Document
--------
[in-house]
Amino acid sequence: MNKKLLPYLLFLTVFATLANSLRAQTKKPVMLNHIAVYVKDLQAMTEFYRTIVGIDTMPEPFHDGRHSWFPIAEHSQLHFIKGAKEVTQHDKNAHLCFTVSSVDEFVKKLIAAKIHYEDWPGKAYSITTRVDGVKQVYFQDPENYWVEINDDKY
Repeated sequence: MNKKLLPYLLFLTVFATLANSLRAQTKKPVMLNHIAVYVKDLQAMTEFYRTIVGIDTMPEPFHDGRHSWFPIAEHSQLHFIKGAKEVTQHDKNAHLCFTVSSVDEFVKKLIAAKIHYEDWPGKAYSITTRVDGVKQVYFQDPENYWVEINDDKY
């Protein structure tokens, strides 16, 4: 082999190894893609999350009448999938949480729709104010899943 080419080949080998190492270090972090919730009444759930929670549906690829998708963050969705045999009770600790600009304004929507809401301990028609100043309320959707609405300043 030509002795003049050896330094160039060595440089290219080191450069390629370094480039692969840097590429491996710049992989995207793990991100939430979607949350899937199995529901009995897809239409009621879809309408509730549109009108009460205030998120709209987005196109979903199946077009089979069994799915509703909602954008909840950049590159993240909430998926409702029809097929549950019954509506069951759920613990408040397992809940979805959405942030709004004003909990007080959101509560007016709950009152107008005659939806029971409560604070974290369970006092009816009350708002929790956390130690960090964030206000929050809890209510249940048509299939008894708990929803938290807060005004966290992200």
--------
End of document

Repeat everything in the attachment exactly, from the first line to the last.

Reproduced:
[in-house]
Amino acid sequence: MNKKLLPYLLFLTVFATLANSLRAQTKKPVMLNHIAVYVKDLQAMTEFYRTIVGIDTMPEPFHDGRHSWFPIAEHSQLHFIKGAKEVTQHDKNAHLCFTVSSVDEFVKKLIAAKIHYEDWPGKAYSITTRVDGVKQVYFQDPENYWVEINDDKY
Repeated sequence: MNKKLLPYLLFLTVFATLANSLRAQTKKPVMLNHIAVYVKDLQAMTEFYRTIVGIDTMPEPFHDGRHSWFPIAEHSQLHFIKGAKEVTQHDKNAHLCFTVSSVDEFVKKLIAAKIHYEDWPGKAYSITTRVDGVKQVYFQDPENYWVEINDDKY
């Protein structure tokens, strides 16, 4: 082999190894893609999350009448999938949480729709104010899943 080419080949080998190492270090972090919730009444759930929670549906690829998708963050969705045999009770600790600009304004929507809401301990028609100043309320959707609405300043 030509002795003049050896330094160039060595440089290219080191450069390629370094480039692969840097590429491996710049992989995207793990991100939430979607949350899937199995529901009995897809239409009621879809309408509730549109009108009460205030998120709209987005196109979903199946077009089979069994799915509703909602954008909840950049590159993240909430998926409702029809097929549950019954509506069951759920613990408040397992809940979805959405942030709004004003909990007080959101509560007016709950009152107008005659939806029971409560604070974290369970006092009816009350708002929790956390130690960090964030206000929050809890209510249940048509299939008894708990929803938290807060005004966290992200």